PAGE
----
cifit is a lightweight configuration management toolkit, it patterns itself off of cfengine
a little bit (it has classes), borrows from bcfg2, but the language to manage your
configurations is python.
You need mercurial, setuptools, and python of course.
You also need hgdistver:
Currently cifit only is tested against OSX (partly) and Debian & Ubuntu (systems with apt installed). Everything here should work or be extensible against any posix compliant box you can get python on. it *could* be made to work on windows, patches accepted.
see docs/ for documentation.
see examples/ for a few rudimentary examples.
The idea behind this code is that you write a config file (.cft) that is in python, but you only run the code thru cifit.
Doing this gives you a bunch of built-ins that make managing systems easier.
Normally I run cifit from crontab every 5 minutes.
You should put your configs in a Version Control system (say subversion or git) then it's also easy to update configs:
cifit automatically puts the current directory to the basename of the .cft file that cifit runs, so to do a svn update:
it's easy to manage your system or pear or python packages:
packages = ['apache2','ssh','php5']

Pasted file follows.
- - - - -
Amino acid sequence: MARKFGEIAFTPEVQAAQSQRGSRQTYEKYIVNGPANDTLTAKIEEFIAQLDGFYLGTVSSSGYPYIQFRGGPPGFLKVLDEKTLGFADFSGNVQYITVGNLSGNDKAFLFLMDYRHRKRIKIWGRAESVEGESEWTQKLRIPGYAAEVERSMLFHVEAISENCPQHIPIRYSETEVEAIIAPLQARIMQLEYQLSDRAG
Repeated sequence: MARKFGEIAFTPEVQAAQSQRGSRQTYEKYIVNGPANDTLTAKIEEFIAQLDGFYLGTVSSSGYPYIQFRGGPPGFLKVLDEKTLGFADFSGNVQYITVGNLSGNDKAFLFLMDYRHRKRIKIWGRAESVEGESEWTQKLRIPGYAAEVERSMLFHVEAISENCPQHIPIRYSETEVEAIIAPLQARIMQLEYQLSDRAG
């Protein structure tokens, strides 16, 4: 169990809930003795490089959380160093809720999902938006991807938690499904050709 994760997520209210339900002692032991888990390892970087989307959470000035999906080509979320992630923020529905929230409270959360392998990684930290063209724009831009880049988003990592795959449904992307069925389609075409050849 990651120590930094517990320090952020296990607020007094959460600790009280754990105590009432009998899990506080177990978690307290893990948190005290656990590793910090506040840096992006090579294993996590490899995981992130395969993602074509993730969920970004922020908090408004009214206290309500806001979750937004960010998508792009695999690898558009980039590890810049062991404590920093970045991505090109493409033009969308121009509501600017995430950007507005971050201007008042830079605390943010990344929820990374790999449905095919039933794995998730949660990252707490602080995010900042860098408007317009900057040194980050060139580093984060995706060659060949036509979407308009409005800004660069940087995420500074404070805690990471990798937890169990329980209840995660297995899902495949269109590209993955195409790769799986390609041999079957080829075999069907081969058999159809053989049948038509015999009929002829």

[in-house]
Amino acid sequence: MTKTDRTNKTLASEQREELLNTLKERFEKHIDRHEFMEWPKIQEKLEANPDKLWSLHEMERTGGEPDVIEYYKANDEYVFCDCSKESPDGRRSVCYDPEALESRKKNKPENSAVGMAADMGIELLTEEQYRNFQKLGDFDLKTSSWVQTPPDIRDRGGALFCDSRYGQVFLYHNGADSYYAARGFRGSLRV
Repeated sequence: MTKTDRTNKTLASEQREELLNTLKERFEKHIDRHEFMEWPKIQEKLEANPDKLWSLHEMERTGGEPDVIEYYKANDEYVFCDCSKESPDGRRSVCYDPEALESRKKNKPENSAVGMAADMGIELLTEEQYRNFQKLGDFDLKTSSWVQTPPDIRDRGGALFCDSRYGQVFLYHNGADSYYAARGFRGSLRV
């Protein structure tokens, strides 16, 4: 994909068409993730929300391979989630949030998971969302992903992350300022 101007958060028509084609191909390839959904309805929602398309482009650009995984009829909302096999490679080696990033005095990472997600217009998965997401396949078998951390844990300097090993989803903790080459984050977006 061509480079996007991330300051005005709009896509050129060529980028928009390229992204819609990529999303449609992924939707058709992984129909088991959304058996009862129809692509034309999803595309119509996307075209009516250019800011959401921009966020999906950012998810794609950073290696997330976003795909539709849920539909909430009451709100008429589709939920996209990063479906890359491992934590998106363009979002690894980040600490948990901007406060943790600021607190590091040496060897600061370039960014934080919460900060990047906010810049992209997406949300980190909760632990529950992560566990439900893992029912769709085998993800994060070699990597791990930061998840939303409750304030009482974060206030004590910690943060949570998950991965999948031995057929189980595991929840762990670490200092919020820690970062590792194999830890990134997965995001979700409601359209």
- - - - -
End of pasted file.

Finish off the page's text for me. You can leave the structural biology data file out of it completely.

for p in packages:
it's easy to change or update your files: (on multiple runs it will NOT append it twice).
files.append('/etc/issue',['This system is managed by cifit'])
It's easy to use sed like replacements on a file.
for example to turn magic_quotes off:
files.sub("/etc/php5/apache2/php.ini",["/magic_quotes_gpc = On/magic_quotes_gpc = Off/"])
It's easy to keep apache running:
if not procs.checkService('apache2'):
Why yet another Configuration Management Engine?
I love python. I hate XML, I love the ideas behind cfengine, but I can't
understand the magic behind it to actually do something useful. I understand python, so I write my configs in python.
Download the file for your platform. If you're not sure which to choose, learn more about installing packages.